[Humanist] 26.129 as head-turning as the Higgs boson? digital bits in a dissertation?

Humanist Discussion Group willard.mccarty at mccarty.org.uk
Thu Jul 5 23:02:17 CEST 2012


                 Humanist Discussion Group, Vol. 26, No. 129.
            Department of Digital Humanities, King's College London
                       www.digitalhumanities.org/humanist
                Submit to: humanist at lists.digitalhumanities.org

  [1]   From:    Willard McCarty <willard.mccarty at mccarty.org.uk>          (22)
        Subject: a question

  [2]   From:    Willard McCarty <willard.mccarty at mccarty.org.uk>          (22)
        Subject: digital dissertations


--[1]------------------------------------------------------------------------
        Date: Thu, 05 Jul 2012 17:27:37 +1000
        From: Willard McCarty <willard.mccarty at mccarty.org.uk>
        Subject: a question

Here's a question for you, but first the background, from NYTimes.com:

> --------------------------------------
>  - TOP NEWS -
> Physicists Find Elusive Particle Seen as Key to
> Universe
> Researchers said they had discovered what looked for all the
> world like the Higgs boson, a long-sought particle that
> could lead to a new understanding of how the universe began.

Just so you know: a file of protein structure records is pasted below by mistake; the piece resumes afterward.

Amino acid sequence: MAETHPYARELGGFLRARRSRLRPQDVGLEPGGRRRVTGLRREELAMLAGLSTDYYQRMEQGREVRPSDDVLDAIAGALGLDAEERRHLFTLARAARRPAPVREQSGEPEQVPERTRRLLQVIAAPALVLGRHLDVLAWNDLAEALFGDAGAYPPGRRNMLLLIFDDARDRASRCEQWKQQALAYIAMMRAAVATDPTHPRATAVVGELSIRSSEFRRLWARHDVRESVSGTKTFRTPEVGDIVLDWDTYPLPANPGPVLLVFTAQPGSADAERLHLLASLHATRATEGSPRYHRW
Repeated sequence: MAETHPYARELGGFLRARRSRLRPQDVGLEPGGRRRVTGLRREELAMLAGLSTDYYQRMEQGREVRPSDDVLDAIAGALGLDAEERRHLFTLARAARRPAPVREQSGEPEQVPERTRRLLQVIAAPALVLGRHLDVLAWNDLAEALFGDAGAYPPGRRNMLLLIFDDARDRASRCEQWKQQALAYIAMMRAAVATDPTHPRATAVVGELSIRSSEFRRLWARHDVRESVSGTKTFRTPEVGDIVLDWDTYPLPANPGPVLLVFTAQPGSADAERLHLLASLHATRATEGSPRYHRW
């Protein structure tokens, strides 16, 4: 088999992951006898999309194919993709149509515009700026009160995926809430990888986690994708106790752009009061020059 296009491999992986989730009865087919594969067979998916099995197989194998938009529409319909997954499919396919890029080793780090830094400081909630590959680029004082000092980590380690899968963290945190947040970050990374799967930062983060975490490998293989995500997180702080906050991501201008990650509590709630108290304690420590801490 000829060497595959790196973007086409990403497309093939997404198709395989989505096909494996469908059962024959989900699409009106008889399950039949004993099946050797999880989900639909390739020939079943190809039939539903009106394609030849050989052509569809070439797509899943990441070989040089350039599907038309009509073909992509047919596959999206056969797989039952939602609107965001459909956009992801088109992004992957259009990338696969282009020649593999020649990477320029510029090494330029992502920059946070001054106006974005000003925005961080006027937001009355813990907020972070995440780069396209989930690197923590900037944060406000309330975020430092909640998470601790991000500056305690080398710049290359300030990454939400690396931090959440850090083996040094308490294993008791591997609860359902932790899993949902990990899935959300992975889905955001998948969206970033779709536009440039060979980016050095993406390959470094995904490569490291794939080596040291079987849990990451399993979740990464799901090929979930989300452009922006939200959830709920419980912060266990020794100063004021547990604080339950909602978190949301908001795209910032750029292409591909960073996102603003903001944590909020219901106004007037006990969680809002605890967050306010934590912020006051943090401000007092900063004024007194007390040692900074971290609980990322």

> http://www.nytimes.com/2012/07/05/science/cern-physicists-may-have-discovered-higgs-boson-particle.html?nl=todaysheadlines&emc=tha2_20120705
>

And so the question(s): how is what we do as important, or more 
important, than this? If it isn't, how could it become so? What kind of 
questions would we have to begin asking?

Yours,
WM
-- 
Willard McCarty, FRAI / Professor of Humanities Computing & Director of
the Doctoral Programme, Department of Digital Humanities, King's College
London; Professor, School of Computing, Engineering and Mathematics,
University of Western Sydney; Editor, Interdisciplinary Science Reviews
(www.isr-journal.org); Editor, Humanist
(www.digitalhumanities.org/humanist/); www.mccarty.org.uk/



--[2]------------------------------------------------------------------------
        Date: Fri, 06 Jul 2012 06:57:19 +1000
        From: Willard McCarty <willard.mccarty at mccarty.org.uk>
        Subject: digital dissertations

For the MA or PhD degree in the humanities, has anyone worked out 
possible relationships between traditional prose submissions and work in 
software with data? Have any dissertations structured in such 
unconventional ways been approved?

Years ago, for an undergraduate degree, I invented a genre I called the 
"essay-report", which combined the formal properties of the traditional 
essay and the scientific laboratory report. One PhD student here has 
arrived more or less at the same format independently. It seems to me 
that if a dissertation is written on the basis of genuinely experimental 
work in the digital humanities its format has to reflect that work. 
Fortunately for us the natural scientists have been at it for quite a 
long time and so have something to contribute here.

Comments?

Yours,
WM
-- 
Willard McCarty, FRAI / Professor of Humanities Computing & Director of
the Doctoral Programme, Department of Digital Humanities, King's College
London; Professor, School of Computing, Engineering and Mathematics,
University of Western Sydney; Editor, Interdisciplinary Science Reviews
(www.isr-journal.org); Editor, Humanist
(www.digitalhumanities.org/humanist/); www.mccarty.org.uk/





More information about the Humanist mailing list